Saturday, December 01, 2007

Narcissism, Addictions, and Abuse in an Upscale Marriage

Calling all women out there living in golden cages: Can you relate to the title of this article? It might not be something you talk about openly--your husband's narcissism, addictions, and abuse, that is. Nonetheless, they probably cause you immense emotional pain and shame, too.

How did you ever find yourself in this predicament? you probably ask yourself almost daily now. Really, how could you marry a man who seemed so right but instead, has turned your life upside down?

I understand. After all, I made the same mistake.

There was an old Gladys Knight song they used to play on the radio on the oldies station. If it came on when my husband and I were listening to that station in the car, I would sing along, though not with such a terrific voice, of course. Yes, I would look at my husband with loving eyes and sing, "You're the best thing that ever happened to me."

I truly believed it at the time. I had fallen in love with a man whom I not only loved as a person, but I also considered myself fortunate because he provided me with the lifestyle of my dreams.

Yes, at least in the beginning, everything seemed so perfect. I admired his intellect and his success in an honorable profession. We shared some important common interests. And then he also supportive of me and my desire to go on and pursue a Ph.D. in clinical social work. In other words, what was there not to love?

Until the verbal abuse and emotional abuse began, that is.

I had never heard the Golden Rule to which many financially successful narcissists seem to adhere. No, really, I had always believed that you do unto others as you would have them do unto you. I also tried to let the Golden Rule guide the way I lived or approached my life.

It took me awhile to accept that he truly believed and lived his life by the premise that he who has the gold makes the rules.

Silly me since I had married with the expectation of a partnership whereas, like most men suffering from unhealthy levels or pathological narcissism, my husband believed that the rules did not apply to him anyway. But his rules certainly did apply to me!

You have undoubtedly encountered something similar. Really, isn't that way you are sitting here reading this article?

Dr. Susan Weitzman wrote a book, Not to People Like Us, where she deals with hidden abuse in upscale marriages. If you visit her website and run down the list she provides of the differences between the abusive men in these marriages and those in less affluent marriages, you will soon discover that basically, the men she is describing are narcissists. No, they might not be diagnosable as having full fledges Narcissistic Personality Disorder or NPD. Nonetheless, they suffer from what you might see referred to on the internet as unhealthy, pathological, or malignant narcissism.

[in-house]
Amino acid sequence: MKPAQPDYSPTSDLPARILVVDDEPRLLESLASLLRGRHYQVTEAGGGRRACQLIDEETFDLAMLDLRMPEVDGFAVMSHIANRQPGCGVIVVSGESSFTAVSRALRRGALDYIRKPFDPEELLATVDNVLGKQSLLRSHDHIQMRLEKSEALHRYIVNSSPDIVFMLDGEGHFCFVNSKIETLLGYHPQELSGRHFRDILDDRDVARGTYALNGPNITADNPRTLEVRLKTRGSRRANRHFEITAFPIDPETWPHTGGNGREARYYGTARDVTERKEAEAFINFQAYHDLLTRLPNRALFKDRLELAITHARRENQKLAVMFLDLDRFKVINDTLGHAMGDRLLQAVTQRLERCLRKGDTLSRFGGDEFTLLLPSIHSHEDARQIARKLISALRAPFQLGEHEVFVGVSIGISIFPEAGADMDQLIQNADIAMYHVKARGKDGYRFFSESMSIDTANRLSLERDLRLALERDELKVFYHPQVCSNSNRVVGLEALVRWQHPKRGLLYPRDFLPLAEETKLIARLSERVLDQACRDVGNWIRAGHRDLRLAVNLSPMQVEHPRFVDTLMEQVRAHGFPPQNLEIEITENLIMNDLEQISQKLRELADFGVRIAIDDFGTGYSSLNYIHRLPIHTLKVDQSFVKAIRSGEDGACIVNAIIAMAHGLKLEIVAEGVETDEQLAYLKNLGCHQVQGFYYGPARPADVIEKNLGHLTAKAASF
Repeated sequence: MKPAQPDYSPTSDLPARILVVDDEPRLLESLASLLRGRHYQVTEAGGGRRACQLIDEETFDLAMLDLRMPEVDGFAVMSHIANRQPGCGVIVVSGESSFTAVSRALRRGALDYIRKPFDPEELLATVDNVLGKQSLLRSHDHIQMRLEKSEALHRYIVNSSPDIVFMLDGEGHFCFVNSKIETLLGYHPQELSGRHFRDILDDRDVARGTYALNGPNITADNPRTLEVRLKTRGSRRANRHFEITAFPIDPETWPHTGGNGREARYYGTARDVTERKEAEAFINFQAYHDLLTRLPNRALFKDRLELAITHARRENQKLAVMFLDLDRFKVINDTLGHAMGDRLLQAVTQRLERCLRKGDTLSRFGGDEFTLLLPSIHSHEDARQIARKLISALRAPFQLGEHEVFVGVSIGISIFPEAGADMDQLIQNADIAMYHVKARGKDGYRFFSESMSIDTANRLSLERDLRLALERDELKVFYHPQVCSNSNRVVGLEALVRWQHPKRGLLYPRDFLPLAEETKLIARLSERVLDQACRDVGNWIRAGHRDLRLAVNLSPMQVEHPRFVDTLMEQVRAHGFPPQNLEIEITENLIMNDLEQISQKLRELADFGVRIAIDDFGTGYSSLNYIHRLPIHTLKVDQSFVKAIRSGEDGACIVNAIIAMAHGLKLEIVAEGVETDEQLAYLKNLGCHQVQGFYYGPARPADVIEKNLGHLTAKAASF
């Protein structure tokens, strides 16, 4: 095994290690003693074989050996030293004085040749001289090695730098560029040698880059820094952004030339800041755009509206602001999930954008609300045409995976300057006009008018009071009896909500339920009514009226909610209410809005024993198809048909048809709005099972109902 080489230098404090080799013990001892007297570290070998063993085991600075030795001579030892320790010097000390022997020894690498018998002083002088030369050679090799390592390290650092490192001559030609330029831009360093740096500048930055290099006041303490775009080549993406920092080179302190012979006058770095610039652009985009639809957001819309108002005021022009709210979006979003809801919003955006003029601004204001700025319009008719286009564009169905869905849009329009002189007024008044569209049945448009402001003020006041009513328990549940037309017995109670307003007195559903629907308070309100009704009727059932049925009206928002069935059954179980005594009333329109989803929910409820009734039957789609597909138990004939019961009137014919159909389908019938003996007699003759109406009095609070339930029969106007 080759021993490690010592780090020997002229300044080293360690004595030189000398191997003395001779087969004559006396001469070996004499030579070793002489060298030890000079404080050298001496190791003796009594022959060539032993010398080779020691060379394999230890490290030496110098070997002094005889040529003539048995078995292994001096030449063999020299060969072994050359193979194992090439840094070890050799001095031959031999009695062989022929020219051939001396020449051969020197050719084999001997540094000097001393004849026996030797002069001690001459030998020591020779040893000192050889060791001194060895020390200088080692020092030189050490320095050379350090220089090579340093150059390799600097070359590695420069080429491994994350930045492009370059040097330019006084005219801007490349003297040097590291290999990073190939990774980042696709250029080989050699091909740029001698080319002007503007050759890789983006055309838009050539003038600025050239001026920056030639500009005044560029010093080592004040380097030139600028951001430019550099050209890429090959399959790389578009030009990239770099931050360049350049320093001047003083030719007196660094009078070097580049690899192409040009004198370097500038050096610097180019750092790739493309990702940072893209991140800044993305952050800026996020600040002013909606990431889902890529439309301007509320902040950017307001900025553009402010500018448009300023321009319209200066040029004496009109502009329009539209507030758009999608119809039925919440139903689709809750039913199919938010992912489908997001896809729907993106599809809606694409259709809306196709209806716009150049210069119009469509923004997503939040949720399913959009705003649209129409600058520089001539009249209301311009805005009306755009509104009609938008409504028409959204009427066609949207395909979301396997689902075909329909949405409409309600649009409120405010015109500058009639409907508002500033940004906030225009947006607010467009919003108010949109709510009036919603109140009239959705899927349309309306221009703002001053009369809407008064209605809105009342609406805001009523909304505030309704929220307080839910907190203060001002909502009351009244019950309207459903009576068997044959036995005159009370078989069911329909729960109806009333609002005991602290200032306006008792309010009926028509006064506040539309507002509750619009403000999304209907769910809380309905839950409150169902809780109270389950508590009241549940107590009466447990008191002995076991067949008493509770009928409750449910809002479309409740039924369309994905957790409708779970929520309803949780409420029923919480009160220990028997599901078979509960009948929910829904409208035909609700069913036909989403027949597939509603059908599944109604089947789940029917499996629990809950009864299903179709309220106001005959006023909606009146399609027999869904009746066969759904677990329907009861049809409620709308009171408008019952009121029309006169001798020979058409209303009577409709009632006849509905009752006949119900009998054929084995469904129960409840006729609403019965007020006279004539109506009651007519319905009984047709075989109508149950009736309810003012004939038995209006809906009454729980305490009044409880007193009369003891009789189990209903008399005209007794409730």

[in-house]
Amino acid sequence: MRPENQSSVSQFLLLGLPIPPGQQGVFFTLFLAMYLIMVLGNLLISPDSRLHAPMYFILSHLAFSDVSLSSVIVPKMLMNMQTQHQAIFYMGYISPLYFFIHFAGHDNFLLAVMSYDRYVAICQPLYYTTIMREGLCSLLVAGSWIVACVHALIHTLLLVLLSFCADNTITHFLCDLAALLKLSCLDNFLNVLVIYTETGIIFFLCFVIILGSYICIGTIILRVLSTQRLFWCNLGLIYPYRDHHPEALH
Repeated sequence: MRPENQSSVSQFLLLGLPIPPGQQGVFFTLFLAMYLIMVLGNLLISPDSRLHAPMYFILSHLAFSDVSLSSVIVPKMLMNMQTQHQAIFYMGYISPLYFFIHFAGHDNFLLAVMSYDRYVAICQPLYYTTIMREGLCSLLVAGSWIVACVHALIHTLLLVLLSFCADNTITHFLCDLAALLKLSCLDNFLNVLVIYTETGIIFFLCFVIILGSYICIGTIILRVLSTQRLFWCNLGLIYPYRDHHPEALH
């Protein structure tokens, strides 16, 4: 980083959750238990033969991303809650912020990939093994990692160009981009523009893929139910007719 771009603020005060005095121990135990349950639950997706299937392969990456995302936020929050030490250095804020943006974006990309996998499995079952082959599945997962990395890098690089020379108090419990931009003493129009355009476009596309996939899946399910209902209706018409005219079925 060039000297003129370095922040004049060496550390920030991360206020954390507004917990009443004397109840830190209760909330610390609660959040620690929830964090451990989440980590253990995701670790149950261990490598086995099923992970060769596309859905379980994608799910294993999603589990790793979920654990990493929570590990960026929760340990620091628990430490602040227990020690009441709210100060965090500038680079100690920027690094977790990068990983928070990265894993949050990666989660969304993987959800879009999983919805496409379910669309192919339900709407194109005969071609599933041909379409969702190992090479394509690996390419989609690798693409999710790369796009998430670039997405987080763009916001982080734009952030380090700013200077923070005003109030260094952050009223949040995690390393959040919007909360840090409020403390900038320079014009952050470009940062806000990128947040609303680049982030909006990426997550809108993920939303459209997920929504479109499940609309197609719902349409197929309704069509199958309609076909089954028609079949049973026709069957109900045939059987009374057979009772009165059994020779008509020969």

If you are silently suffering the almost daily onslaught of your husband's verbal abuse and emotional abuse while living in a home worthy of House Beautiful, if not even Architectural Digest, you are likely living with a narcissistic abuser.

When you read Dr. Weitzman's list, you will note that she talks about how these abusive men are not remorseful, but they seem to feel entitled to do what they do. Also, they lack any empathy for their abused wives.

Have you read enough articles now about narcissism to recognize that these are some of the diagnostic criteria for Narcissistic Personality Disorder? Indeed, this personality disorder is about a pervasive pattern of grandiosity, need for admiration, and a lack of empathy. So, it makes sense that the abusive man with high levels of narcissism would behave this way, wouldn't you agree?

What Dr. Weitzman also points out is that most of us who have ended up married to these successful narcissistic men with their abusive ways did not come from abusive homes ourselves. We often did not know people who engaged in the type of ongoing verbal abuse and emotional abuse that our husbands suffering from narcissism do. Perhaps because we did not, but we held a world view that included adherence to the ideals of a marital partnership and living life according to the Golden Rule as stated in the Bible and not as it might spill forth from the mouths of narcissistic men, we were easy prey for these manipulative individuals.

Even after I left my husband with his narcissism, addictions, and abuse, I used to say he was still the best thing that ever happened to me, however. After participating in therapy, attending Al-Anon, participating in a step-study groups, and working the program, I could say this for a much different reason than I had before.
I could say it because the pain and destructiveness of this marriage caused me to awaken not only to my codependency, or the fact I was looking to a man and a lifestyle to provide me with a sense of self worth or a self identity, but to the underlying problem.

I was spiritually bankrupt. And indeed, I needed to turn within and come to know and embrace my higher and true self to become the powerful woman I was meant to become.

Yes, this was why my financially successful narcissistic spouse was the best thing that ever happened to me, despite his narcissism, addictions, and abuse. I was forced to find and embrace my true self.

I hope the same ultimately happens for you, too.


Diane England, Ph.D. is a licensed clinical social worker with other degrees in family studies and child development who specializes in women's issues. Visit her website now: Narcissism, Addictions, and Abuse.